BAGHDAD — Tens of thousands of Sunni protesters blocked a highway in western Iraq on Friday, as an Al Qaeda- affiliated group called on Sunnis to take up arms against the Shi’ite-led government.
At a time of mounting sectarian tensions, minority Sunnis complain of official discrimination and the arrests of bodyguards of a senior Sunni politician in December that sparked weekly protests.
The rallies on Friday took place in Fallujah and Ramadi, cities that straddle the highway through Anbar Province. The province was a former Al Qaeda stronghold that saw some of the fiercest fighting against US forces during the Iraq war.
Protesters also marched in Baghdad and Samarra. The turnout appeared to be among the largest since protests began in December.
In Fallujah and Ramadi, demonstrators performed Muslim noon prayers, the highlight of the religious week, on the highway from Iraq to Jordan.
Last week, five protesters and two Iraqi soldiers were killed in clashes in Fallujah, and demonstrators held up pictures of the dead on Friday.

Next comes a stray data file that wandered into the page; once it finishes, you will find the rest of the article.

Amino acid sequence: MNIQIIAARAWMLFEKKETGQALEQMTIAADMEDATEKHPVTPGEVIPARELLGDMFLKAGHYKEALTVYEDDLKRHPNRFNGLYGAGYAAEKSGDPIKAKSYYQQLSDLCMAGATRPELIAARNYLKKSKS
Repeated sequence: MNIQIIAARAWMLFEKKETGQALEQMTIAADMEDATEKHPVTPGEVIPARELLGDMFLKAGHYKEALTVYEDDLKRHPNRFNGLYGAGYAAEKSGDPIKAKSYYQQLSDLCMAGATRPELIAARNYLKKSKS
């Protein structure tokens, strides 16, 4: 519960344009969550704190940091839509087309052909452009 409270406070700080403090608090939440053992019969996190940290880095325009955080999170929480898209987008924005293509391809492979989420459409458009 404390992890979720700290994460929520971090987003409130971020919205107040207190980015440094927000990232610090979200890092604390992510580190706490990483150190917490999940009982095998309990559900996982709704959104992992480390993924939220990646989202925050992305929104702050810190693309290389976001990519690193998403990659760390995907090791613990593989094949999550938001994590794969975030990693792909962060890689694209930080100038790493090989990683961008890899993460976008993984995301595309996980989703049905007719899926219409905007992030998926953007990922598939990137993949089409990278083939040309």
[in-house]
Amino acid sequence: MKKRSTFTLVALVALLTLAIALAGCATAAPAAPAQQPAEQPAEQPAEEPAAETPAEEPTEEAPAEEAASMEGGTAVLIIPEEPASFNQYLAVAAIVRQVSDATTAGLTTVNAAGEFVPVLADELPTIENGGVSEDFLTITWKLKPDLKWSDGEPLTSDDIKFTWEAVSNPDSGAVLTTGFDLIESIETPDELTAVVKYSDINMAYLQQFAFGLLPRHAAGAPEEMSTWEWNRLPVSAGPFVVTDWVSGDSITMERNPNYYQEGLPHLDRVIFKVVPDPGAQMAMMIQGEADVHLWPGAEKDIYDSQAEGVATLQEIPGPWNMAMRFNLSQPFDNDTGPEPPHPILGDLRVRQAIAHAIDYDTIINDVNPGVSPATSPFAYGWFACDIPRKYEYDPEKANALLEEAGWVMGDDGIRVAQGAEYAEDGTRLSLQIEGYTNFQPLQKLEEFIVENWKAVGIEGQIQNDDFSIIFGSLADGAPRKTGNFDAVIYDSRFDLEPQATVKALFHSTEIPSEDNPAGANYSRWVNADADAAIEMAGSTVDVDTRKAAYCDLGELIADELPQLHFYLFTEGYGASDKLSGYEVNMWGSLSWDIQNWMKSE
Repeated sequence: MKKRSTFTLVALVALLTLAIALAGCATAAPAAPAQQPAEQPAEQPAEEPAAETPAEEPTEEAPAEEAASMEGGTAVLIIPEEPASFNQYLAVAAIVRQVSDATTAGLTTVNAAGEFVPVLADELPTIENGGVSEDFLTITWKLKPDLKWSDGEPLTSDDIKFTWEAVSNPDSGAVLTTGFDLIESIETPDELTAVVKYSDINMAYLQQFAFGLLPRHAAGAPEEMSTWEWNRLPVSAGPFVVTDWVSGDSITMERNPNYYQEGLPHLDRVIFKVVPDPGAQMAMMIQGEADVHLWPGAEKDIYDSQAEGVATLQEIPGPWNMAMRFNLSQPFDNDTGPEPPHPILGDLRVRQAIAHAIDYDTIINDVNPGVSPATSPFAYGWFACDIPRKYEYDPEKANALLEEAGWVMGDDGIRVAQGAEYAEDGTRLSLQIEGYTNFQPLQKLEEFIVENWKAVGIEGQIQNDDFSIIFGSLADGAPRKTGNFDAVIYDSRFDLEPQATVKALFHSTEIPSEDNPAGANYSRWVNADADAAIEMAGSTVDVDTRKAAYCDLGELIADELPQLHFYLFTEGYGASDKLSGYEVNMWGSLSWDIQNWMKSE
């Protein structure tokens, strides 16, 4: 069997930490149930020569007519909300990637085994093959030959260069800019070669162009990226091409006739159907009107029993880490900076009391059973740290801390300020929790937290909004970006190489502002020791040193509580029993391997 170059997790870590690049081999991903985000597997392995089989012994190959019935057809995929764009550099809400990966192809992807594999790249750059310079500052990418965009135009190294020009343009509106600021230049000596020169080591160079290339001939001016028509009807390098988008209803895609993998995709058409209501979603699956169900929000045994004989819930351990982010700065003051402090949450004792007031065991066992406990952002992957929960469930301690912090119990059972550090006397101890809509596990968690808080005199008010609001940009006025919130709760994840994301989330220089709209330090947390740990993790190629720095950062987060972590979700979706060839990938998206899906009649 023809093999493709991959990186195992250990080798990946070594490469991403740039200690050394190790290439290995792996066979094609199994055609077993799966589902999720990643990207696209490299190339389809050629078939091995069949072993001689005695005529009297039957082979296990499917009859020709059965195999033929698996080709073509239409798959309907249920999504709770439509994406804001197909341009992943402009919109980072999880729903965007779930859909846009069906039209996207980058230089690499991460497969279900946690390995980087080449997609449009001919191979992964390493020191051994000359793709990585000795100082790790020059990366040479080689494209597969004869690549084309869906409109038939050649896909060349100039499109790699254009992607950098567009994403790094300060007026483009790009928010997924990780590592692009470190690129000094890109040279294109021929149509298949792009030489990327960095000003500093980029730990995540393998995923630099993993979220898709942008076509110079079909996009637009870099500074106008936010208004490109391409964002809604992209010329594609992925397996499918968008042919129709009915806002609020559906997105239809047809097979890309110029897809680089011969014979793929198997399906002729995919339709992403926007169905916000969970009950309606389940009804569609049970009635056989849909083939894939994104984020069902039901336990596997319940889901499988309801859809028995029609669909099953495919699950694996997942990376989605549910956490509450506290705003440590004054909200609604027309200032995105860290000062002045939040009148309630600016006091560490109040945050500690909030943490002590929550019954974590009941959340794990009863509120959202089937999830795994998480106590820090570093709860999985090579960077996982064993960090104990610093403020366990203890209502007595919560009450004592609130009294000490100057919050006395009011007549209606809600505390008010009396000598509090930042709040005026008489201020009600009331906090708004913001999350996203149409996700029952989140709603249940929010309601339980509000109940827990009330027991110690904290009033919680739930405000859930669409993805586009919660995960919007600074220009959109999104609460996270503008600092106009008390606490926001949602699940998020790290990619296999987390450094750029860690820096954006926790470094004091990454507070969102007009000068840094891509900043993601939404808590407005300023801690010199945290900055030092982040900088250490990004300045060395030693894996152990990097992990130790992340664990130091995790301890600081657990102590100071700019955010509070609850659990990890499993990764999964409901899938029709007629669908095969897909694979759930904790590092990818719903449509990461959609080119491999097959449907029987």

Sunni cleric Abdul-Hameed Jadoua told the crowd that “the blood of the martyrs was shed so that the dignity of our Iraq and our tribes will be restored.”
He demanded that soldiers be put on trial for killing protesters and said the army must stay out of the area. “From this place, we tell the government that we do not want to see a soldier from now on, not only in Fallujah, but in all its suburbs and [surrounding] villages,” he said.
The cleric appeared to be rebuffing a call to arms. “I tell the young people that we do appreciate your zeal ... but you should be disciplined and adhere to the directives of the clerics and tribal leaders so that we act in a reasonable way,” he said.
Al Qaeda has expressed support for the protests. On Friday, an Al Qaeda-affiliated group, the Islamic State of Iraq, called on Sunnis to resort to violence against the government.
Sunnis can either bow to Shi’ites or take up arms and restore “dignity and freedom,” said spokesman Mohammed al-Adnani in an audio statement on the group’s website.
Prime Minister Nouri al-Maliki has suggested that Al Qaeda and members of Hussein’s ousted regime are involved in the demonstrations.
Organizers said they have no links to Al Qaeda. “This organization represents only itself and it does not represent us,” Saeed Humaim, a leading activist in Ramadi, said of the Islamic State of Iraq.
Humaim said organizers also asked demonstrators to not raise Saddam Hussein-era national flags. Under Hussein, toppled by the US-led invasion in 2003, Sunnis enjoyed special privileges while Kurds and Shi’ites were often persecuted.
During previous protests, many had waved Saddam Hussein-era flags, but there were fewer on Friday. Humaim said organizers did not want to give the government an opportunity to smear protesters as Saddam Hussein loyalists.